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Thread: Socket binding with routing table

  1. #1
    Join Date
    Oct 2009

    Socket binding with routing table

    I'm writing a server application which sends streams to clients at high throughputs.
    Since one network adapter is not enough for all streams, I would like to take advantage of all network adapter available.
    The application performs some kind of load balancing by binding socket to specific network adapters according to some load balancing algorithm.

    I'm using Socket.Bind in order to determine from which adapter to send the data from.

    I'm encountering a problem which I could not get an answer anywhere, maybe one of you guys could help me.

    I have two network adapters: and
    For example, the application would like to send the stream from

    1. The application performs socket.Bind( and the stream is sent from this socket.
    2. By looking at perfmon I notice that the data is actually sent from
    3. After few hours of knocking my head to the wall I found that has a lower routing metric, therefore, the OS decides to sent the data from

    I have two questions please:
    1. Is there any way to bypass the routing table, I mean something like ForceBind or something like that?
    2. In case there is no way to do (1), in case all network adapters have the same routing metric, can I be sure that Socket.Bind will result in sending the data from where I actually meant?

    Thanks a lot.

  2. #2
    Join Date
    Nov 2002

    Re: Socket binding with routing table

    On Windows, a call to bind() affects card selection only incoming traffic, not outgoing traffic.

    Thus, on a client running in a multi-homed system (i.e., more than one interface card), it's the network stack that selects the card to use, and it makes its selection based solely on the destination IP, which in turn is based on the routing table. A call to bind() will not affect the choice of the card in any way.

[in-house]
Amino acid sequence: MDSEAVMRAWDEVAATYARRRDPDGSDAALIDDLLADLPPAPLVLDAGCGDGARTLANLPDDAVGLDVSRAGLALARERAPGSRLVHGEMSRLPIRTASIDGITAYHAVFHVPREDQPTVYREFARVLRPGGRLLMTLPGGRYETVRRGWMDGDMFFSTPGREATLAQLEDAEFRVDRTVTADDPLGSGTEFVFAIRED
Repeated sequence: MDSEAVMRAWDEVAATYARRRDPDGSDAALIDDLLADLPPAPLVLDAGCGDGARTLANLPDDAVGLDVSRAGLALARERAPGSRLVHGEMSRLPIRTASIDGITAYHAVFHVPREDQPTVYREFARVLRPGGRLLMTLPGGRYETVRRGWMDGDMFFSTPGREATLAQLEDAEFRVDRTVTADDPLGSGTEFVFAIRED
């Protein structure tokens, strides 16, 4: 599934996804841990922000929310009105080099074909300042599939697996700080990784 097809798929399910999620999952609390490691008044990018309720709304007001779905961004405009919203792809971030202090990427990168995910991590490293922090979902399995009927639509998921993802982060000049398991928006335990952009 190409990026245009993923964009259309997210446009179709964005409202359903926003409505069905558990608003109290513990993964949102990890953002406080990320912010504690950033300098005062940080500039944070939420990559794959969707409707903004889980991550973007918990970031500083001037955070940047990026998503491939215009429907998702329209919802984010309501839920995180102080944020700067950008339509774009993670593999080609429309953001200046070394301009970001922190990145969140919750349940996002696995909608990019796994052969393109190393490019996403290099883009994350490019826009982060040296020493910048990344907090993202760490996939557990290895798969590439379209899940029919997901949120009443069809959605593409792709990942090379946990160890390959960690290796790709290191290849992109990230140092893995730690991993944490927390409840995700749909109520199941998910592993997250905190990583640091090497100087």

It's got something to do with something called a "Weak End System" ("Weak E/S") model. Vista changed to a strong E/S model, so the issue might not arise under Vista. But all prior versions of Windows used the weak E/S model.

    With a weak E/S model, it's the routing table that decides which card is used for outgoing traffic in a multihomed system.

    See if these threads offer some insight:

    "Local socket binding on multihomed host in Windows XP does not work" at http://www.codeguru.com/forum/showthread.php?t=452337

    "How to connect a port to a specified Networkcard?" at http://www.codeguru.com/forum/showthread.php?t=451117. This thread mentions the CreateIpForwardEntry() function, which (I think) can be used to create an entry in the routing table so that all outgoing IP traffic with a specified server is routed via a specified adapter.

    "Working with 2 Ethernet cards" at http://www.codeguru.com/forum/showthread.php?t=448863

    "Strange bind behavior on multihomed system" at http://www.codeguru.com/forum/showthread.php?t=452368


  3. #3
    Join Date
    Nov 2002

    Re: Socket binding with routing table

    Incidentally, "weak end system" is sometimes called "weak host model" or "weak host behavior". See:

    "Strong and Weak Host Models" at http://technet.microsoft.com/en-us/m....cableguy.aspx

    "Next Generation TCP/IP Stack in Windows Vista and Windows Server 2008" at http://technet.microsoft.com/en-us/l.../bb878108.aspx (which discusses the change in Vista from weak to strong)


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